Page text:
Ethics Alive! The 2017 NASW Code of Ethics: What's New?

Comments (10)

Comment Feed


As others have pointed out, the shift in language from "disability" to "ability" is problematic. Please read an open letter I wrote to social work students and professionals wishing to engage in anti-oppressive practice, titled "A Call to Combat Ableism in the Field of Social Work", which speaks to this issue:

Jess more than 2 years ago

Disability is not a deficit

Disability is not a deficit or a problem, and this framing is really dangerous for disabled and non-disabled people alike. As a disabled social worker, I hope that the next edition of the Code embraces using the term 'disability'. Here's a great article related to this:

Andrews, E. E., Forber-Pratt, A. J., Mona, L. R., Lund, E. M., Pilarski, C. R., & Balter, R. (2019). #SaytheWord: A disability culture commentary on the erasure of “disability”. Rehabilitation Psychology. Advance online publication.

Vern Harner more than 3 years ago

"Awareness" step back from "Competence"

How unfortunate that after all the years of struggle our profession decides to take a step back instead of forward with regard to cultural diversity. The rationale provided here does not hold water. That "some people" question whether the term “competence” presupposes that social workers can become competent in someone else’s culture or any other aspect of their social diversity. Who exactly are these people? I submit to them that perhaps what we can't expect is "mastery" but we should not only presuppose but DEMAND "competence." A level of awareness is, frankly, a cop out. Do we not expect social workers to become competent in theories and methods of practice. Oh, no, let's just expect licensed clinical social workers to just be "aware" of these theories and methods.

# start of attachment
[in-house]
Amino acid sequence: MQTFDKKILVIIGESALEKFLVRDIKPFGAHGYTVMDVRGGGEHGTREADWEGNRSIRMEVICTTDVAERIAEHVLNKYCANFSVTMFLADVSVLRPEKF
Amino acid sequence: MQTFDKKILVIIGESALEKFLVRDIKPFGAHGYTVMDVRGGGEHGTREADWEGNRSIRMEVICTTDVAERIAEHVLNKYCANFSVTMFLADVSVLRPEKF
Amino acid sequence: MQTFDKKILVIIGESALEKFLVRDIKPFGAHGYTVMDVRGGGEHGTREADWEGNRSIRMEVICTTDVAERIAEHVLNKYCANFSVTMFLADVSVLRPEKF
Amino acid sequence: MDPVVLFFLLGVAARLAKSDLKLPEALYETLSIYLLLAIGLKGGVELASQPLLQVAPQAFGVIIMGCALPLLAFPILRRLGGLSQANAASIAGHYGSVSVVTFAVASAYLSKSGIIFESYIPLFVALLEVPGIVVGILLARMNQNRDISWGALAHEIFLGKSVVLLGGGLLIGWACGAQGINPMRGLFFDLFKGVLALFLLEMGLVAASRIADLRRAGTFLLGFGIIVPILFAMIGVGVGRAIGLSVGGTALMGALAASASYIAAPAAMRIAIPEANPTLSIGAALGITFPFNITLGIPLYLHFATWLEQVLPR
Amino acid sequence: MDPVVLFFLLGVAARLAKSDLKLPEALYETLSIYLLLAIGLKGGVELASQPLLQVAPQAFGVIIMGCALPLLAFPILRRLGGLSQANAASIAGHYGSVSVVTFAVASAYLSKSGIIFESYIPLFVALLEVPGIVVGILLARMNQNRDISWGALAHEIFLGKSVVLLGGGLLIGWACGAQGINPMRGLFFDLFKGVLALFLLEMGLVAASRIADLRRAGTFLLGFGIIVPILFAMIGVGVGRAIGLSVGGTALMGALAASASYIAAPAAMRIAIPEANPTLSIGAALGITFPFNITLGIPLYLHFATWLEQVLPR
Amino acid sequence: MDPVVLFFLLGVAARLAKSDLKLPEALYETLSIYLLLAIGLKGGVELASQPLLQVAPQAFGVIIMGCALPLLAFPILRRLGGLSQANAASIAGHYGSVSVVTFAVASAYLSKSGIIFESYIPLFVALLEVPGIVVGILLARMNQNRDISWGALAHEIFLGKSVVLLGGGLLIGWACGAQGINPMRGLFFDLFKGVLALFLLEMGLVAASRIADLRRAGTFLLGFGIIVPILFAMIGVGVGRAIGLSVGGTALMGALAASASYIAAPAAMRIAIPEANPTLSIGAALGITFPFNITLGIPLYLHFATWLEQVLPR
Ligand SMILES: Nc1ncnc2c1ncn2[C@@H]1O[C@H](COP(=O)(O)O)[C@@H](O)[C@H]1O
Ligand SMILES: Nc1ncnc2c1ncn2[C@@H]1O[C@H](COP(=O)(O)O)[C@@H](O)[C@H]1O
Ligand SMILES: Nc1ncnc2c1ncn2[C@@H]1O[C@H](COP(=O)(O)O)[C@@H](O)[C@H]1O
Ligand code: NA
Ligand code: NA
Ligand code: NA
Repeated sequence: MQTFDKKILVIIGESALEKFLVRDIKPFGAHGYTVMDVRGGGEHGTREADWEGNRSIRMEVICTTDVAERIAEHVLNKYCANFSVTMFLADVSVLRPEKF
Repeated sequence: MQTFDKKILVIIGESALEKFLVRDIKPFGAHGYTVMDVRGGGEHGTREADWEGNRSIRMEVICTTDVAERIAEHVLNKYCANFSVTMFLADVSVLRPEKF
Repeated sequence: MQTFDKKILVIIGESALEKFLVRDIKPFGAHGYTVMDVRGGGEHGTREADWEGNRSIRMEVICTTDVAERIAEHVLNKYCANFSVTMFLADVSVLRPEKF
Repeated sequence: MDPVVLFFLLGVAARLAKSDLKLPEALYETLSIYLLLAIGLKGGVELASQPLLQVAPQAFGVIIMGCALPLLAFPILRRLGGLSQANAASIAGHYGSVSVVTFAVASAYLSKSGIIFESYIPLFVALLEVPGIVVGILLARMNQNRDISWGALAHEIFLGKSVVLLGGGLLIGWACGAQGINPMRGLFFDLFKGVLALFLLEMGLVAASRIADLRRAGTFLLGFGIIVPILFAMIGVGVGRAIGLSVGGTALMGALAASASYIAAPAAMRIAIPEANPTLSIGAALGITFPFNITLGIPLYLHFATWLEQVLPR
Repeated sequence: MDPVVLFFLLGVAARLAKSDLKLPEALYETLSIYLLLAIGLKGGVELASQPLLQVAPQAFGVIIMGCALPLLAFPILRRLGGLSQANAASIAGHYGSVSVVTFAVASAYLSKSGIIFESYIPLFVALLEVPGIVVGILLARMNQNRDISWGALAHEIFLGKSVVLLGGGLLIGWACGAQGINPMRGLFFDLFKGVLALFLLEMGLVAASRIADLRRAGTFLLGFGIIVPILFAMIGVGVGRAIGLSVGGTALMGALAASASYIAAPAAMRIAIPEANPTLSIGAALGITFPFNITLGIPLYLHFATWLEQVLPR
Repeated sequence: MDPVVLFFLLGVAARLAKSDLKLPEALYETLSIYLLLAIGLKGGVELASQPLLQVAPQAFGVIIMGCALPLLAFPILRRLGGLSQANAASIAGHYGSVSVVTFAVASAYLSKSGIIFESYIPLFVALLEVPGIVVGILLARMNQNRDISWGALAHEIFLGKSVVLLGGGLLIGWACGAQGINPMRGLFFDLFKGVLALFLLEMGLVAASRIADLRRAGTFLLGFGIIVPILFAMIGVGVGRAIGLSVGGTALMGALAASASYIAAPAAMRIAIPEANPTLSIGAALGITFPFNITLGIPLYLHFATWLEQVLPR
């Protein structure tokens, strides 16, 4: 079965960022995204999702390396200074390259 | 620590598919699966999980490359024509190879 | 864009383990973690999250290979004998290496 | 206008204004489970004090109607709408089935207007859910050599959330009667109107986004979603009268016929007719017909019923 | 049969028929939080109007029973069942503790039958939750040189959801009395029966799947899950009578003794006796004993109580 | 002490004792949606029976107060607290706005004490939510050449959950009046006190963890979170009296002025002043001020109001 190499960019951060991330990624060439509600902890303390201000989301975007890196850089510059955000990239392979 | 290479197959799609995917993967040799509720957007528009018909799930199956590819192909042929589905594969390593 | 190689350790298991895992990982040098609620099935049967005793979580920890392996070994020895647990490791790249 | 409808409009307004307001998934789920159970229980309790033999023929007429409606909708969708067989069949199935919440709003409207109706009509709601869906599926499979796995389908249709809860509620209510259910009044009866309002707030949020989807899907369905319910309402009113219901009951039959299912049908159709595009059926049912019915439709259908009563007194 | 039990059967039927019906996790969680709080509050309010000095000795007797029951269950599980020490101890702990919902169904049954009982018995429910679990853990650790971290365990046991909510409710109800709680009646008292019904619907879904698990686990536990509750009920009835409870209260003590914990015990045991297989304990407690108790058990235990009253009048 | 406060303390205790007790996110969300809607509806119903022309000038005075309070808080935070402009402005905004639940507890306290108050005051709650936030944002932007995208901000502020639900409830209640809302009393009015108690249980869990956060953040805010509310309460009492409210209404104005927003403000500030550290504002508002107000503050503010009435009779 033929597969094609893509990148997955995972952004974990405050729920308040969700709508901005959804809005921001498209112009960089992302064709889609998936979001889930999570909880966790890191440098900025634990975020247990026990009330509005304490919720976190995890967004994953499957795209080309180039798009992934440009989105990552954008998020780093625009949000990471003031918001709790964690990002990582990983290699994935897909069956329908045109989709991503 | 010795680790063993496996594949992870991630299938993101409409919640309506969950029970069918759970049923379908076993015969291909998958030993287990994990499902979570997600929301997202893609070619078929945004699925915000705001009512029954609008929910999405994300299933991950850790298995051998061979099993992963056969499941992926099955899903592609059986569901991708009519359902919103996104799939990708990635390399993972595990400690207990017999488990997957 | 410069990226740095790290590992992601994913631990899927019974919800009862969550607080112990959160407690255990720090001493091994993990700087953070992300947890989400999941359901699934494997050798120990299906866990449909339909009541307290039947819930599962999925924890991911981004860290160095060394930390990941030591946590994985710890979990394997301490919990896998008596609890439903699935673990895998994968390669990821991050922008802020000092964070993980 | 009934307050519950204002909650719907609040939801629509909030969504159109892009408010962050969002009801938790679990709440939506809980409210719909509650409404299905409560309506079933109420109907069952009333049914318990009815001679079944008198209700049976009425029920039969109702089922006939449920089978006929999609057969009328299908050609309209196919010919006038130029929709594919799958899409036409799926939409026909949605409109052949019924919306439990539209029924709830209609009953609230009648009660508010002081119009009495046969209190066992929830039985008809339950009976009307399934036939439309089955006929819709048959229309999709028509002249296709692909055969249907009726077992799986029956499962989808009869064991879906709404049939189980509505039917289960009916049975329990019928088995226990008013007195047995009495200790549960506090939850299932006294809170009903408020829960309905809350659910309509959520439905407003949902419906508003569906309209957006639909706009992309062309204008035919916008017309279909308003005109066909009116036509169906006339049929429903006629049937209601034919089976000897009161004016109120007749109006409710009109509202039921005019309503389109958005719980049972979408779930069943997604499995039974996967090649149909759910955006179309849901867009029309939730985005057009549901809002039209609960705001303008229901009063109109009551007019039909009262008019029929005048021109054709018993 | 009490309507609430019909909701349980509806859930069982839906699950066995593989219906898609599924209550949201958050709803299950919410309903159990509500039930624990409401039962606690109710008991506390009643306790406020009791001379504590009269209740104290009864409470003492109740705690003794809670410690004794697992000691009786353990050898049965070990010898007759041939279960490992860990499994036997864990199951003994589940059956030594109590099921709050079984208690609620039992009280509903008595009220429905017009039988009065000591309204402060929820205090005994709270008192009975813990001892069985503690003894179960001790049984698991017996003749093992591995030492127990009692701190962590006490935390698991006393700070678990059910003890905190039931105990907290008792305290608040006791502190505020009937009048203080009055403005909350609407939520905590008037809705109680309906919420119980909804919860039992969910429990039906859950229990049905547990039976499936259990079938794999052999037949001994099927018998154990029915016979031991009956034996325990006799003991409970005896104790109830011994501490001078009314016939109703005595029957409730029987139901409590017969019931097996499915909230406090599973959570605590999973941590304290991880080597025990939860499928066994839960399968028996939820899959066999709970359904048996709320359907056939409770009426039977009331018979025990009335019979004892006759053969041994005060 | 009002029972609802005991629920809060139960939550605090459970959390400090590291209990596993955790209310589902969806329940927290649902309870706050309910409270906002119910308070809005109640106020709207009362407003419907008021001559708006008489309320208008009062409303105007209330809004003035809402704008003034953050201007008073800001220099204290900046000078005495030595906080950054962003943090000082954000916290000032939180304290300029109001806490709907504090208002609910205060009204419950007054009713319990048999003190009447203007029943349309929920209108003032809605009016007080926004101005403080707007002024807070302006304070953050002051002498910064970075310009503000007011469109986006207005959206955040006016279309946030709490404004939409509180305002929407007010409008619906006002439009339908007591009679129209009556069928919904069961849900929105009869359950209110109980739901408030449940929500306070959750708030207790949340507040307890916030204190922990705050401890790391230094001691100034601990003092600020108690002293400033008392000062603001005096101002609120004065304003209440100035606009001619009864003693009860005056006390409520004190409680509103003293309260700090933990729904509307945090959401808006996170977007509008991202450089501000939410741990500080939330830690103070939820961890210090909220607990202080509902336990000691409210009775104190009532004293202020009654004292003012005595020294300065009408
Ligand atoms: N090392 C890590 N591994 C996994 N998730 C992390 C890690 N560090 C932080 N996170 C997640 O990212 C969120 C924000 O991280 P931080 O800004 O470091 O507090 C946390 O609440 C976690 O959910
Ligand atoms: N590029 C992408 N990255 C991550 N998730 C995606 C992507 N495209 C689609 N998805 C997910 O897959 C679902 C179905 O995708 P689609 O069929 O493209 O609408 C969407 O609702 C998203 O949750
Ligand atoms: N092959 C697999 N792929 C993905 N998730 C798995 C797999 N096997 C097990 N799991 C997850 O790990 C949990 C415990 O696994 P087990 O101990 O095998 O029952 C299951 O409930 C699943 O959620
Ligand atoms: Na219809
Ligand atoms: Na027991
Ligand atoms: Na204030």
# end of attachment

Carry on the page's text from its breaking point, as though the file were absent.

DrCGP more than 5 years ago

Awareness is not enough

100% agree
Language matters... Diversity demands humility. Mastery not-withstanding but true openness to intersectionality and factors influencing cultural, racial and ethnic norms/interaction. Awareness is an "easy out" if practiced literally. Standards and guidance related to responsiveness must be purposeful and deliberate.

Vannessa Dorantes more than 5 years ago


Your change in language is not approved by the disability community. It is boneheaded to go against what that community has chosen for itself and shows a lack of collaboration, consultation and solidarity on your part.

Tom Wilson more than 5 years ago


Others could say it's also lack of empathy. Recognising a person's strengths or their system around them strengths does not need to happen in the expense of acknowledging (accepting?) an individual's disability or a disability within their social environments. Both are relevant to a social worker's role and important parts of the intervention plan pursued for the individual.

Angelo Koutoumanos more than 5 years ago

Compassion for all through effective communication

Please...let's try to practice thoughtful and respectful communication. Express your concerns without attacking. Assume that the authors had good intentions. This is how we heal the world and ourselves.

Jill more than 5 years ago

Der Jill,

First off - Effective communication - None of that happened within this revision. Thats part of the issue.
Second - Attacking?...I must have missed something - Its called a critical consciousness, Jill. A social concept. Shouldn't a social worker know this?

John Abbate more than 5 years ago

Unnecessarily biting

JA, I agree with Jill, that words such as "boneheaded" lack the civility that the social work profession should exemplify. Though TW's words may be true, they are unnecessarily harsh, and unbecoming of the profession. Even the tone of your response to Jill...aren't we all on the same team here? Surely we can disagree without such biting tones.

Danny Anderson more than 5 years ago


Thank you so much Tom, for raising your voice. I am currently doing research for my MSW on how to improve disability content in S.W education and this point has been raised by social workers with disabilities in my study. If you would like to connect please feel free to email me at

Ellie Gordon more than 5 years ago

Your subscription could not be saved. Please try again.
You have subscribed successfully. Thank you!

Subscribe to our newsletter.

Subscribe to our newsletter and stay updated.

Want to reach social workers & social work students?

Contact Linda Grobman about advertising and marketing opportunities.